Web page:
We had the chance to participate in a bat monitoring activity at the Karen Mogensen Reserve, the Conteo Navideño de Murciélagos (Christmas bat census), which took place simultaneously in several parks and reserves of Costa Rica with researchers and students of the University of Costa Rica and some associations involved in Central American bat conservation.
Their conservation concerns us particularly, because many bat species are important pollinators and seed dispersers, se they are essential for the growth of a healthy forest and a valid aid in reforestation too.
During two consecutive nights mistnets were used, the same type used for bird monitoring and ringing, some of these provided by our Research Station “Italy – Costa Rica”, which gave effective support to these activities. These nets are used for the scientific purpose to collect bats or birds in an absolutely harmless way for the animals. They have been positioned ad hoc in the various forest environments of the Reserve and the captured animals have been identified and released immediately. The only way to correctly identify a species is to manipulate the animal and take some biometric measures, verifying the presence/absence of diagnostic morphological characters, for example tail length, presence of uropatagium (membrane connecting the hind legs to the tail, acting like an extension of the wings), shape of the ears, nose and teeth. In handling the specimens, the state of health and the presence of ectoparasites were also analyzed.
At the end of the two nights, 11 species were identified, including the beautiful and rare ghost bat or white bat (Diclidurus albus), already the flagship species of the Reserve and present in the logo of our Research Station.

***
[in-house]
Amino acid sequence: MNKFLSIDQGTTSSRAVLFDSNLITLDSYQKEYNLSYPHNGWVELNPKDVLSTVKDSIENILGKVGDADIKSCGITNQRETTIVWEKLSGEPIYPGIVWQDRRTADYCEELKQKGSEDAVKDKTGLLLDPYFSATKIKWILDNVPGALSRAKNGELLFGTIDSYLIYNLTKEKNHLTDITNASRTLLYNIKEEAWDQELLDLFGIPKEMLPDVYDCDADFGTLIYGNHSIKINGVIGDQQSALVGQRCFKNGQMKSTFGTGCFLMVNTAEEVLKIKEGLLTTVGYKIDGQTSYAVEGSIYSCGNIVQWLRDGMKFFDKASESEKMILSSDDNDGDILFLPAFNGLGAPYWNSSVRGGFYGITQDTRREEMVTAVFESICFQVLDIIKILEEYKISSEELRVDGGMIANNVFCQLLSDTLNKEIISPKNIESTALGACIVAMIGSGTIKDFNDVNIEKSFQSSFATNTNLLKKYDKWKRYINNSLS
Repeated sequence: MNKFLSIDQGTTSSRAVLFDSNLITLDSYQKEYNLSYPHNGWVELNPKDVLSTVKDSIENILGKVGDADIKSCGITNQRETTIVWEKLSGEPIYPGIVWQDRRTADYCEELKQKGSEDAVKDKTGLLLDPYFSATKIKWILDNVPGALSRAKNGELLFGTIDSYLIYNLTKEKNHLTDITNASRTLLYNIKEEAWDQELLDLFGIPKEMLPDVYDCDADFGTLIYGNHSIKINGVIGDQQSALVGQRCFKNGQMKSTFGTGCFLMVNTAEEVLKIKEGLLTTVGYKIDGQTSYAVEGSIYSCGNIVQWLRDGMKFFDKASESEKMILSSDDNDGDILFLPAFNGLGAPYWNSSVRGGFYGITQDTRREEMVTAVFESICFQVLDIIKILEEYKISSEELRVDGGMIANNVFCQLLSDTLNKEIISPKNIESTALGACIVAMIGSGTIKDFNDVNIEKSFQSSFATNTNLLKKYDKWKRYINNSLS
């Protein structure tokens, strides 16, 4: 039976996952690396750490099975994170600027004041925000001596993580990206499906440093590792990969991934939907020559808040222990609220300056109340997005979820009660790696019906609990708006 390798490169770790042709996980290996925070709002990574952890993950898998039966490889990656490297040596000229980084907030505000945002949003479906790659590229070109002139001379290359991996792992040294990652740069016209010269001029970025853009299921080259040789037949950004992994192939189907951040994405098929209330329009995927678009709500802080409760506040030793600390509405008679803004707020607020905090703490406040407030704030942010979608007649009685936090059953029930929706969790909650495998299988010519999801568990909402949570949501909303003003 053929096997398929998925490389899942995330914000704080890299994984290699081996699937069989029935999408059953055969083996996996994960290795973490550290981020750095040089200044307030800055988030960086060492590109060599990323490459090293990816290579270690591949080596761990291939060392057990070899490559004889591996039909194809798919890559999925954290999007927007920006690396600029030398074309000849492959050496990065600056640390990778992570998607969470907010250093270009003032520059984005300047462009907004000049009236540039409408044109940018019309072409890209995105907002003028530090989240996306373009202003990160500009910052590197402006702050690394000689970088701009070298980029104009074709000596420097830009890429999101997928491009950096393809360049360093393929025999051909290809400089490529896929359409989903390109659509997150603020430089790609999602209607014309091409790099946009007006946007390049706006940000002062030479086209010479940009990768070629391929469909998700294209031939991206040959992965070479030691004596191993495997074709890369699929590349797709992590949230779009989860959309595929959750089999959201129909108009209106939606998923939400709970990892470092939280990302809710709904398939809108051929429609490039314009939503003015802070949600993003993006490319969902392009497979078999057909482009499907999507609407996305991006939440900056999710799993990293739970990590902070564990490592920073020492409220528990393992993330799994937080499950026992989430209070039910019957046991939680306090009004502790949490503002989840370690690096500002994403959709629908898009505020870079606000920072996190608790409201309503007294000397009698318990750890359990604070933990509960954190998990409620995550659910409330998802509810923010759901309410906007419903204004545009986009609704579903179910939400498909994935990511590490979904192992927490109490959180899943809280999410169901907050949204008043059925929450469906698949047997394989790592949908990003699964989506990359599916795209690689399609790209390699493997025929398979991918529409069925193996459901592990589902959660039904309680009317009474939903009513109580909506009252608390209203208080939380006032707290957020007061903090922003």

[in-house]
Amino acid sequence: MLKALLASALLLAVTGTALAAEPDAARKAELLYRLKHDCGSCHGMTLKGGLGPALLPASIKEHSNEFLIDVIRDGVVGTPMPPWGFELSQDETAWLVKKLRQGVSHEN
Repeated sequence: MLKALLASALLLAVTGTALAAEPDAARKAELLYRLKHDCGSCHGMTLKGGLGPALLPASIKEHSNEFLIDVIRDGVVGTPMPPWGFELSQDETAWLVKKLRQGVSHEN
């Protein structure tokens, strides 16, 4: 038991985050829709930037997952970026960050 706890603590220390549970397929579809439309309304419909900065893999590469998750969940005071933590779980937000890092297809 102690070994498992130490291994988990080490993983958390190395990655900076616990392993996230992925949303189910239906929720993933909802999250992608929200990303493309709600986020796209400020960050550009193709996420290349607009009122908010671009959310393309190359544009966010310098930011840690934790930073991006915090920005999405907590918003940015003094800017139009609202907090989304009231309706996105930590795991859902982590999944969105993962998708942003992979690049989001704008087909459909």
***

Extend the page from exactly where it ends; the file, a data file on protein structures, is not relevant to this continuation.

In addition, the common vampire Desmodus rotundus was found(the real vampire that feeds on blood!) with several individuals captured, and even the false vampire or spectral bat (Vampyrum spectrum).
The latter is undoubtedly the most interesting species found, both because it is the largest living bat in the Americas (with a wingspan of one meter!), and because it is considered a top predator, a voracious predator that can feed on birds the size of a blackbird, and also because it is classified by the IUCN in the conservation category Near Threatened, that is, an animal whose conservation is close to being threatened. Ultimately, the captured specimen was a lactating adult female, so presumably this species is breeding inside the Reserve.
All this information tells us that the bat community of the Karen Mogensen Reserve is in excellent condition, and that equally excellent is the work that the Reserve and all our supporters are carrying on by preserving these habitats with our projects. So, from us and from the bats of Reserva Karen, thanks to everyone who supports us!